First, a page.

THE

 

 

VALLEY OF THE CONEMAUGH.

 

 

BY

THOMAS J. CHAPMAN.

 

 


 

 

ALTOONA, PA.:
McCRUM & DERN, PRINTERS.
1865.

 

 

 

"Lives there a man with soul so dead,
That never to himself hath said,
'This is my own, my native land ?' "
Sir Walter Scott.

 

 

==================================================
    Entered according to an Act of Congress, in the year 1865, by
THOMAS J. CHAPMAN, in the Clerk's Office of the District Court,
for the Western District of Pennsylvania.

 

 

 

To my younger Brother,

REV. ALVA RILEY CHAPMAN

This little Volume
Is Respectfully Inscribed,
As a Mark of

Esteem and Affection.

 

 

ERRATUM. -- Page 147, eleventh line from
top, read "three or four hwndred," instead of
"three or four thousand."

 

 

 

PREFACE.


     The scope of this little work is to give an historical and descriptive account of the Valley of the Conemaugh, which embraces the county of Cambria, and a portion of the counties of Somerset, Indiana and Westmoreland. To collect and arrange the facts and incidents which go to make up the book, have required considerable labor and trouble, and, to the critical reader, the author begs leave to say, to borrow the language of Dr. Johnson, in the preface to his English Dictionary, "when it shall be found that much is omitted, let it not be forgotten that much likewise is performed."
     In the prosecution of this little volume the author has been actuated by no idea that he was specially fitted for the task. While so many older men still live, natives of this valley, and better acquainted with its early history, it might seem presumptuous in a young man, not yet out of his twenties, to step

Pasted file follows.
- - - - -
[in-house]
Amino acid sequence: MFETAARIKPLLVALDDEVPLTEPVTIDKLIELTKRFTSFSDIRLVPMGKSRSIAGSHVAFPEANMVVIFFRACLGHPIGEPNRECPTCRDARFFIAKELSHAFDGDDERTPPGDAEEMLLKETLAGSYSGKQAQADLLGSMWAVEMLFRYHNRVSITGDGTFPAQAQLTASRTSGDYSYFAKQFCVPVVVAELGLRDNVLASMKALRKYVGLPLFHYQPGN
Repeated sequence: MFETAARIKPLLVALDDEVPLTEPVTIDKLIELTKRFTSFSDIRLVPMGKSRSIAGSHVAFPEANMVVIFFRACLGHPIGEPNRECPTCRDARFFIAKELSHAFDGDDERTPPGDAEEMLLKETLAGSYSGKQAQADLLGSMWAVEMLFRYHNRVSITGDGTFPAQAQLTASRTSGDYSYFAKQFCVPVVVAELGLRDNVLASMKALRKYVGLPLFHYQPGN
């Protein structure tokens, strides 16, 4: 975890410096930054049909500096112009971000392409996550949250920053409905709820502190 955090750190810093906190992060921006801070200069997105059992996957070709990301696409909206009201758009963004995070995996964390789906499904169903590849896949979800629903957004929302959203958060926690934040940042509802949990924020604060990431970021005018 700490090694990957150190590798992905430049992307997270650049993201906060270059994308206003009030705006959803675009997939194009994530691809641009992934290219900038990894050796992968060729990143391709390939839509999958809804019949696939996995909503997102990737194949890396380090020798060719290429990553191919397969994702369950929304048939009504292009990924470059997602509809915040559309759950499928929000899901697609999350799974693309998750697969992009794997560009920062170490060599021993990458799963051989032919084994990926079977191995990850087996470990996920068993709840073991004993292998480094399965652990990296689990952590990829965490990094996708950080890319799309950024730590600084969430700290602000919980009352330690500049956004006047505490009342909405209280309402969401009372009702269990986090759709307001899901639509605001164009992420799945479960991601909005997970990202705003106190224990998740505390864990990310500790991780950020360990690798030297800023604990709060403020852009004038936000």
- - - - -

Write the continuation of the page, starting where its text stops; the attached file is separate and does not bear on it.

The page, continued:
6

into the field. But there has been no promise of anything of the kind from the hands of these older men, and, meanwhile, the time is passing away, and the scanty materials out of which to form a local history of the Conemaugh valley are yearly growing less and less. The author has gathered up such of the incidents in the early history of this section of the country as have been thought worthy of preservation, and he takes pleasure in thus submitting the results of his labors to the judgment of his readers.
     He would also take this occasion to acknowledge his obligations to the many kind friends who have assisted him in the course of the work. These friends have been many. It would be invidious to mention a few where all have been so kind, and he hopes that each one will accept this acknowledgment as personal to himself.
T. J. CHAPMAN.
     JOHNSTOWN, PA., July, 1865.

 

 

 

CONTENTS.


 

CHAPTER I.
Outlines. Page 9.
CHAPTER II.
Expeditions against the Indians 22.
CHAPTER III.
Settlement of the Valley 39,
CHAPTER IV.
Public Thoroughfares. 76.
CHAPTER V.
Johnstown and its Suburbs. 100.
CHAPTER VI.
Blairsville. 118.
CHAPTER VII.
Other Towns and Villages. 130.
CHAPTER VIII.
Cambria Iron Works. 152.
CHAPTER IX.
Other Enterprises. 162.
CHAPTER X.
Biographical. 175.

 


This book was OCR'd and contributed by Diann Olsen, Sept., 2008.


 


 
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